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"Key of the Kingdom" by two-time American Poet laureate Ed Reed is full of wonderful imagery. Most of it is centered around the speaker's memories of being a child, full of imagination and ready to take on the world.
One effective use of imagery is the picture of a medieval fantasy world created with everyday things but full of many other-worldly elements. Though the castle was only made out of big cardboard boxes, shields were just garbage can lids, and swords were made of simple lattice garden fencing, the imaginary enemies and adventures seemed vivid and real.
A world inhabited by goblins, ghosts and ghouls,
Dragons, trolls, witches, sorcerers,
Knights, fair damsels, wicked kings
And green - skinned, three eyed flops.
A world of enchanted geography -
And fountains of youth.
The author's use of details to create an imaginary world are one way to achieve effective imagery. We can picture any kids in any time creating just this kind of castle and fighting just these kinds of imaginary beings. There is joy and creativity, imagination and adventure in this image.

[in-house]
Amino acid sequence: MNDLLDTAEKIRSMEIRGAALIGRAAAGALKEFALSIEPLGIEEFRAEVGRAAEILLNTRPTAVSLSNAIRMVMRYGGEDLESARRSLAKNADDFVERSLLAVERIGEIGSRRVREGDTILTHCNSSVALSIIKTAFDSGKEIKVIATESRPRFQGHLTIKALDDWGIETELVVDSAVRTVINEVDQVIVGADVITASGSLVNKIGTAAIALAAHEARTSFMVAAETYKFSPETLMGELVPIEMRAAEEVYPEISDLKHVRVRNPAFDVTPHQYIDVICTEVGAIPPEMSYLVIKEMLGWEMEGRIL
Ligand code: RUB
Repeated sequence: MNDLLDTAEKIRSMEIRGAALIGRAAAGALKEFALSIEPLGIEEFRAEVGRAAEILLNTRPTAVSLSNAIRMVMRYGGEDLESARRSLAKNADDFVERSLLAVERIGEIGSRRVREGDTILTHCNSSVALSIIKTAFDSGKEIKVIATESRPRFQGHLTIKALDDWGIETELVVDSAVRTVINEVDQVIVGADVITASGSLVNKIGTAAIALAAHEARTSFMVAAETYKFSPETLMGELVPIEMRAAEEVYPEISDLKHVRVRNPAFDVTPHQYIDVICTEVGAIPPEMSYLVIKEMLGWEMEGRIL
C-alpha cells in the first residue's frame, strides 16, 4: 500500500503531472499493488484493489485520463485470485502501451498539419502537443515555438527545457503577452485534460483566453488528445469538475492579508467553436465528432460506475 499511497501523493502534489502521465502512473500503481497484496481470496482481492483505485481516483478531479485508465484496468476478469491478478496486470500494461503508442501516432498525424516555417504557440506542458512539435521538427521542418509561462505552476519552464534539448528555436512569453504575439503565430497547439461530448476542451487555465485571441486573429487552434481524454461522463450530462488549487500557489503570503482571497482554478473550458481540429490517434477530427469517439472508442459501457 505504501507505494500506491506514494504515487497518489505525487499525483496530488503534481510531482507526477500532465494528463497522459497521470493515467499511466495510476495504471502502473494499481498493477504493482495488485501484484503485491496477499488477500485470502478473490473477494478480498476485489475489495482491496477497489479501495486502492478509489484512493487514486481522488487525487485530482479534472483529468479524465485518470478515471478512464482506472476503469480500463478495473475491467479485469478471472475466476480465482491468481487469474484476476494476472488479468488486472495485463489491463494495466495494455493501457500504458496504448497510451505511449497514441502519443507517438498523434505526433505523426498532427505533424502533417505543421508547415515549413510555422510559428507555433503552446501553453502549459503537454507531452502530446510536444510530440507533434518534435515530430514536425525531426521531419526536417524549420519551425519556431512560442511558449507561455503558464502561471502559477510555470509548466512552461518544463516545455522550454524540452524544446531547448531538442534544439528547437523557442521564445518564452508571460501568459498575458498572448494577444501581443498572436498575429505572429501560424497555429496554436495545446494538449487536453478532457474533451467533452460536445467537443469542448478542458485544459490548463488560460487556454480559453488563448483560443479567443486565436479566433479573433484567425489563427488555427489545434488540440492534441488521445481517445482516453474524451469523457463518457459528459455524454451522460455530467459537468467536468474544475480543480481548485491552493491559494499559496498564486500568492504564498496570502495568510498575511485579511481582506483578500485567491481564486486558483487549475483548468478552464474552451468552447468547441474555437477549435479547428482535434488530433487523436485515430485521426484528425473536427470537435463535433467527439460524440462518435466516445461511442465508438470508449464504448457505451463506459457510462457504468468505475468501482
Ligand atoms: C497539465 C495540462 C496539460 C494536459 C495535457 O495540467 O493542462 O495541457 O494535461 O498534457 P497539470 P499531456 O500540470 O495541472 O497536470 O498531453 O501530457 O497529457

Two other effective images come at the end of the poem, but they are anything but joyful. The entire premise of the poem is the metaphor of a key, in this case a key to the kingdom of imagination, joy, and hopefulness. We all had it once, says the speaker, like when we, too, made medieval castles out of discarded television boxed and crossed little ponds as if we were Christopher Columbus sailing to a new world. Over time, however, our imagination and joy wither.
The image Reed uses to portray this deterioration and loss is this:
We have lost the key
And it has perished with the rust of misuse
This image of a neglected, rusty key is an apt visualization of that loss of active, jouful creativity and imagination. It has been left to decay in the realities of life and living.
The final image in the poem is even more pointed:
Age is the grave yard
Of all our youthful hopes.
A cemetery is a place of sadness and loss, so visualizing old age as the place where dreams, hopes, joys, and experiences dies is a sobering but fitting depiction. In this image we experience mourning for all the childhood joys, hopes, and dreams that we who have gotten old have lost. Though it is a feeling common to all men, we are nevertheless saddened at the loss.
The final two images are strong, but their impact is intensified by the joyfulness and delight throughout the rest of the poem, as in the first image above. This poem as a whole is particularly effective because of that contrast.
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